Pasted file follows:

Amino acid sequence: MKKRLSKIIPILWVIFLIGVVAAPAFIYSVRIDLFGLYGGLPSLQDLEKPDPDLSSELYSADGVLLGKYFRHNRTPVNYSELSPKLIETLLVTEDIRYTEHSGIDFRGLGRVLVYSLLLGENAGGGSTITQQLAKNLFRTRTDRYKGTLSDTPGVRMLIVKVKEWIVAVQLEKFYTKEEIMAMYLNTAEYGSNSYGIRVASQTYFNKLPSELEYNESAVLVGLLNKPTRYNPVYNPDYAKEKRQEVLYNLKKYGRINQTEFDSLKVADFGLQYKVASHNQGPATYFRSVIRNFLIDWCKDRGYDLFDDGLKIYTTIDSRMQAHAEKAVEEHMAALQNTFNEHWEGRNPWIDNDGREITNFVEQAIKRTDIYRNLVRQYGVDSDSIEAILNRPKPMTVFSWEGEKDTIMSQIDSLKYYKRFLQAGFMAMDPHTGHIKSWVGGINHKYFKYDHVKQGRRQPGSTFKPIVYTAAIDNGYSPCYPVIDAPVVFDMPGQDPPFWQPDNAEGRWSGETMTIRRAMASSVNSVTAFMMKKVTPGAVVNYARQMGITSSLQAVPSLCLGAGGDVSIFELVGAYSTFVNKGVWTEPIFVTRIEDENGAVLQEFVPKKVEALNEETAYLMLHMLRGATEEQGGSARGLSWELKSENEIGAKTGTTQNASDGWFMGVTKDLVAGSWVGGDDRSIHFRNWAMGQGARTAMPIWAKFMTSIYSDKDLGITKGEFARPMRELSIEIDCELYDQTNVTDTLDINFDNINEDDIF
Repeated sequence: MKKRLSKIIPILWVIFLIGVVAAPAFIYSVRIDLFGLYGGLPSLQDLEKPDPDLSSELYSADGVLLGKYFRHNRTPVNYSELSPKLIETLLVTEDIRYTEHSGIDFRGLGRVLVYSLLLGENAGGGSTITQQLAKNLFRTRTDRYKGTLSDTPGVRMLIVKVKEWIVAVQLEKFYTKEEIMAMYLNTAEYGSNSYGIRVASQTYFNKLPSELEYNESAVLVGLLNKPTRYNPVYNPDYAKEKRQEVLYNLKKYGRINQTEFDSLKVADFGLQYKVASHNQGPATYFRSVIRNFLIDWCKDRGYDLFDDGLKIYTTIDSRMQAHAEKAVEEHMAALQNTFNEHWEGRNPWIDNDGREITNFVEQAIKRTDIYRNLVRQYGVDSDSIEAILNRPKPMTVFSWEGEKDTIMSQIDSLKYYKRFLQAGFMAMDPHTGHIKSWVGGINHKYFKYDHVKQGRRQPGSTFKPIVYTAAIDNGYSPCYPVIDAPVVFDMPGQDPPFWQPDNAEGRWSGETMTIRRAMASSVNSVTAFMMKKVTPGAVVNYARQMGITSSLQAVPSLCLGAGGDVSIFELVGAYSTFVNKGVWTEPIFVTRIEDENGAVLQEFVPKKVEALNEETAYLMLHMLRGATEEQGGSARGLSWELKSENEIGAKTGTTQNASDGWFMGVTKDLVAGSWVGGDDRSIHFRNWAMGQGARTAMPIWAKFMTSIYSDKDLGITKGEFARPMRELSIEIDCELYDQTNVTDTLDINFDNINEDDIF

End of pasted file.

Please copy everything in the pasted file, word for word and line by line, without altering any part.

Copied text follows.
Amino acid sequence: MKKRLSKIIPILWVIFLIGVVAAPAFIYSVRIDLFGLYGGLPSLQDLEKPDPDLSSELYSADGVLLGKYFRHNRTPVNYSELSPKLIETLLVTEDIRYTEHSGIDFRGLGRVLVYSLLLGENAGGGSTITQQLAKNLFRTRTDRYKGTLSDTPGVRMLIVKVKEWIVAVQLEKFYTKEEIMAMYLNTAEYGSNSYGIRVASQTYFNKLPSELEYNESAVLVGLLNKPTRYNPVYNPDYAKEKRQEVLYNLKKYGRINQTEFDSLKVADFGLQYKVASHNQGPATYFRSVIRNFLIDWCKDRGYDLFDDGLKIYTTIDSRMQAHAEKAVEEHMAALQNTFNEHWEGRNPWIDNDGREITNFVEQAIKRTDIYRNLVRQYGVDSDSIEAILNRPKPMTVFSWEGEKDTIMSQIDSLKYYKRFLQAGFMAMDPHTGHIKSWVGGINHKYFKYDHVKQGRRQPGSTFKPIVYTAAIDNGYSPCYPVIDAPVVFDMPGQDPPFWQPDNAEGRWSGETMTIRRAMASSVNSVTAFMMKKVTPGAVVNYARQMGITSSLQAVPSLCLGAGGDVSIFELVGAYSTFVNKGVWTEPIFVTRIEDENGAVLQEFVPKKVEALNEETAYLMLHMLRGATEEQGGSARGLSWELKSENEIGAKTGTTQNASDGWFMGVTKDLVAGSWVGGDDRSIHFRNWAMGQGARTAMPIWAKFMTSIYSDKDLGITKGEFARPMRELSIEIDCELYDQTNVTDTLDINFDNINEDDIF
Repeated sequence: MKKRLSKIIPILWVIFLIGVVAAPAFIYSVRIDLFGLYGGLPSLQDLEKPDPDLSSELYSADGVLLGKYFRHNRTPVNYSELSPKLIETLLVTEDIRYTEHSGIDFRGLGRVLVYSLLLGENAGGGSTITQQLAKNLFRTRTDRYKGTLSDTPGVRMLIVKVKEWIVAVQLEKFYTKEEIMAMYLNTAEYGSNSYGIRVASQTYFNKLPSELEYNESAVLVGLLNKPTRYNPVYNPDYAKEKRQEVLYNLKKYGRINQTEFDSLKVADFGLQYKVASHNQGPATYFRSVIRNFLIDWCKDRGYDLFDDGLKIYTTIDSRMQAHAEKAVEEHMAALQNTFNEHWEGRNPWIDNDGREITNFVEQAIKRTDIYRNLVRQYGVDSDSIEAILNRPKPMTVFSWEGEKDTIMSQIDSLKYYKRFLQAGFMAMDPHTGHIKSWVGGINHKYFKYDHVKQGRRQPGSTFKPIVYTAAIDNGYSPCYPVIDAPVVFDMPGQDPPFWQPDNAEGRWSGETMTIRRAMASSVNSVTAFMMKKVTPGAVVNYARQMGITSSLQAVPSLCLGAGGDVSIFELVGAYSTFVNKGVWTEPIFVTRIEDENGAVLQEFVPKKVEALNEETAYLMLHMLRGATEEQGGSARGLSWELKSENEIGAKTGTTQNASDGWFMGVTKDLVAGSWVGGDDRSIHFRNWAMGQGARTAMPIWAKFMTSIYSDKDLGITKGEFARPMRELSIEIDCELYDQTNVTDTLDINFDNINEDDIF